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Vendor Interview: Simon Paris, Finastra

Simon Paris, deputy CEO, Finastra

At Finastra’s Universe event in London, IBS Intelligence caught up with the vendor’s deputy CEO, Simon Paris.

IBS: Finastra is positioning itself as a platform provider, rather than a software provider. Was that an idea that had its roots in pre-merger Misys and D+H?

Simon Paris: This had been on the cards for a while with legacy Misys. It’s actually an interesting history. When Misys acquired Thompson Reuters’ Kondor platform, the latter had been investing very heavily in a next-generation architecture. We inherited that architecture and renamed it FusionFabric. We used this as an environment on top of which we would do around 70% of our strategic development. This allowed us to write in Java, allowed us to be ready out of the box and leverage in-memory computing. So, pricing, yields, whatever it might be, is built on top of this FusionFabric architecture.

What we realised two years ago was “what if we were to make this externally available” in a platform-as-a-service (PaaS) model. We will as Finastra exist in three simultaneous states: product, solution and platform. You might ask who’s interested from a platform perspective and there’s a fairly long list: system integrators, software companies, fintechs and universities – we have a great use case with the University College of London where the build pricing algorithms for how they make money in capital markets in a negative interest rate environment. Of course, we also have corporate developers who reside in a bank, who are the most important to me.

We can now say to these developers “fear not that your job will be replaced by an application, but look forward to creating front-end innovation” as we will take care of core business processes. In fact, there was a CIO who told me that in the back office there were only four providers globally: FIS, Fiserv, Finastra and the Chinese. The middle office is where the banks sit, while at the front are hundreds, if not thousands of consumer applications. They need a consistent core, and we can build that consistent core. We’re so far ahead, architecturally, that we have a lead of years over our so-called competitors.

IBS: This platform transformation is occurring across the industry. Do you see this leading to a consolidation of suppliers for the banks?

SP: We will never reach nirvana. The reality is that banks will have fragmented architectures and multiple providers for some time. Will those consolidate and rationalise? Absolutely? Banks right now have several hundred suppliers and I expect in the future that will be reduced to the tens. Finastra will of course be a beneficiary of this. What we are also saying is that the rationalisation that banks are doing on their own we will do for them across transaction banking, retail banking, lending, and treasury and capital markets.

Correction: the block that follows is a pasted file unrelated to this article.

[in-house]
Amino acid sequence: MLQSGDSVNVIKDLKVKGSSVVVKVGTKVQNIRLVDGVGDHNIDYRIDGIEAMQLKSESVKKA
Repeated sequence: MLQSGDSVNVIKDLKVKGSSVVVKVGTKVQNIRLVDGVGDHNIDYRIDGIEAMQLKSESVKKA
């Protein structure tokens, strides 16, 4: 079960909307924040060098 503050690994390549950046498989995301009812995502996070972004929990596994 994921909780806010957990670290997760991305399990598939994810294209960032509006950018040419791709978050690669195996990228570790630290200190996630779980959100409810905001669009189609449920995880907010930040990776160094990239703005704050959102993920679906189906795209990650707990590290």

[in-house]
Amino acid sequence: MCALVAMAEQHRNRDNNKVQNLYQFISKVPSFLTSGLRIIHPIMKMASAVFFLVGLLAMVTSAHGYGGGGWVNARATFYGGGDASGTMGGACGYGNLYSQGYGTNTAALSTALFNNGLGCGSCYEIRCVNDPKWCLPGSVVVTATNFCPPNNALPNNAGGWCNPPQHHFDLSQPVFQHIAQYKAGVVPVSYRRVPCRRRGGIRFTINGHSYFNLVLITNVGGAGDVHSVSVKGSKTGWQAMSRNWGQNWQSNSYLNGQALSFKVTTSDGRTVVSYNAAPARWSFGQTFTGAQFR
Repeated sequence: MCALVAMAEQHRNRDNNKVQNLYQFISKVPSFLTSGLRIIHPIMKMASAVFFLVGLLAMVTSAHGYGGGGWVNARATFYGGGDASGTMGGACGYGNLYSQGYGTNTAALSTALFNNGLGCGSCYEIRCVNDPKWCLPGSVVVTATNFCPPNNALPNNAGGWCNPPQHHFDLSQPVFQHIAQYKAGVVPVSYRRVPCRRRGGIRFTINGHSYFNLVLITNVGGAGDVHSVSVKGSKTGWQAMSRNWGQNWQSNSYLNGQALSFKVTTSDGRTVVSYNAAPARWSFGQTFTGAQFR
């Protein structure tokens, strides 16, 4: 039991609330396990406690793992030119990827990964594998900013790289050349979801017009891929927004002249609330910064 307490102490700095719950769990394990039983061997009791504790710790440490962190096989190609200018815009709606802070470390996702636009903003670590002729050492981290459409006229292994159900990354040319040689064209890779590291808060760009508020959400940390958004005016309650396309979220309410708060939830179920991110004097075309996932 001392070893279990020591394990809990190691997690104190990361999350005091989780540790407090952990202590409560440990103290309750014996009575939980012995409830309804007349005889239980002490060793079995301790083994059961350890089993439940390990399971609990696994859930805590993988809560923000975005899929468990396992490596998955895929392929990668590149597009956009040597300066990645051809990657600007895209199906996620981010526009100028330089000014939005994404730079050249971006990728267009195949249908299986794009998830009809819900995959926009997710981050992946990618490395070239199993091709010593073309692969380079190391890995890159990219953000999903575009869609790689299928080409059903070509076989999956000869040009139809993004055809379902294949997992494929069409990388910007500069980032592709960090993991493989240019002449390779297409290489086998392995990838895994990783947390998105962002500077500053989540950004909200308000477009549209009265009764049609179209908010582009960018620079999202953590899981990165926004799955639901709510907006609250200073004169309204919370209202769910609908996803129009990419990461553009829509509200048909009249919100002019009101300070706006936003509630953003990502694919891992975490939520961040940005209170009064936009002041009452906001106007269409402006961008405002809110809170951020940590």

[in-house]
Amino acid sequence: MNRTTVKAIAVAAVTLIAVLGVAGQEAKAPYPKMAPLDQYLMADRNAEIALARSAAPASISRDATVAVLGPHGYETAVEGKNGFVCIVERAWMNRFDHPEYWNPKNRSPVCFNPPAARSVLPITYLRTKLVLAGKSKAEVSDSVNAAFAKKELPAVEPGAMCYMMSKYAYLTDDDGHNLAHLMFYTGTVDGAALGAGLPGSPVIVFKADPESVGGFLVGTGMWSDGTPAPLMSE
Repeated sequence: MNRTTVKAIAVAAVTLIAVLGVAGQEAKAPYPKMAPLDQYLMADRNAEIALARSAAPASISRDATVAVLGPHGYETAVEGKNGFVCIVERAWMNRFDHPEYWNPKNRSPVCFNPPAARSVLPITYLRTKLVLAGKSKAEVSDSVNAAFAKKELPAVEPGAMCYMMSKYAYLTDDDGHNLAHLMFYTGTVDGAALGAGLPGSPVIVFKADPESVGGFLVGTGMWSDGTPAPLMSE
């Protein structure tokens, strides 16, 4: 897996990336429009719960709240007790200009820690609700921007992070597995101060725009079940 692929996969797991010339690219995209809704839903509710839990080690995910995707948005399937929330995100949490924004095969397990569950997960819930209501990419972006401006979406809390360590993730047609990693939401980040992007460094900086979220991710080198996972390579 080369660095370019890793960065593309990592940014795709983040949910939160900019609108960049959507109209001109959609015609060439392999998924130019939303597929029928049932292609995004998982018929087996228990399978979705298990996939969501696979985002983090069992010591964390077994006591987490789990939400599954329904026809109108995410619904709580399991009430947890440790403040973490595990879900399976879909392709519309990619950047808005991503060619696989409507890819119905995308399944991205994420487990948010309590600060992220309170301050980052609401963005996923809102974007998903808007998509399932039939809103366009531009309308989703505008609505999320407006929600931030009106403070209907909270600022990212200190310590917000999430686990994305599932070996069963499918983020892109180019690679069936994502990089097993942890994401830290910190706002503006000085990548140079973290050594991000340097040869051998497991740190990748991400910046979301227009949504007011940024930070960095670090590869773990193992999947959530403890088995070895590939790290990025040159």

IBS: One of your core principles you mentioned earlier today was that Finastra is not about rip and replace implementations, can you expand on that?

SP: We don’t recommend it. But when we say “rip and replace” we mean the whole thing. If you want to consolidate your lending you need to get on with it. It you want to comply with trade you’ve got to get on with it.

IBS: So, how would you approach a large transformation project?

SP: A target operating model doesn’t require you to replace everything with Finastra. If the customer says “I made a bet on Murex, or Calypso”, then they can sweat that asset. We’re not advocating the replacement of good stuff that’s already working; there’s just no business case to replace it. What we can do is leverage it, and open it up through open APIs then we connect to it and work with it. You certainly don’t need to replace it.

IBS: You’ve had Finastra Universe in Dubai, and separate events in Europe – France, Germany and the UK – and one in New York…

SP: You’re very well informed

Caroline Duff [senior PR manager, Finastra]: You’ve missed out Singapore.

IBS: Almost had them all! Does this mean you’re doing the big unveiling of Finastra, following the merger? Your chance to say to the world: here we are.

SP: We have two very different sets of customers that require different types of unveiling. This event – which runs from Dubai to London, New York and the rest – is for our enterprise customers. Let’s class them as Tier 0, Tier 1 and Tier 2 banks. If you went to the New York event you’d see largely the same stuff you saw in London, but with any learnings and improvements built in.

Our second type of unveiling which did very early on, in August [2017]. This was called Perspectives, and was aimed purely at community banks, credit unions and trusts – your Tier 4, Tier 5 and Tier 6 banks. Our third event, which was obviously securities and payments specific, was SIBOS, which we completed in our North American home of Toronto. Those were the three unveilings we’ve gone through so far.

IBS: So, is the process 100% complete? Is Finastra as an idea at the front of people’s minds now?

SP: I don’t think it’s complete at all. I think there are two realities. The first is that repetition is the mother of all learning – you need to repeat and repeat and repeat things to get them to stick. The second thing is that there are stakeholders who have their own cycles. We merged on June 13th, but if the cycles of some have a cut-off date in April, then we aren’t known as Finastra, we’re still the entities we were before.

This is why we’re delighted to spend as much time as possible telling our story. The company as a whole is greater than the sum of its parts and we really believe that. We can do things now which we couldn’t do before, particularly in corporate banking and retail banking for smaller banks.


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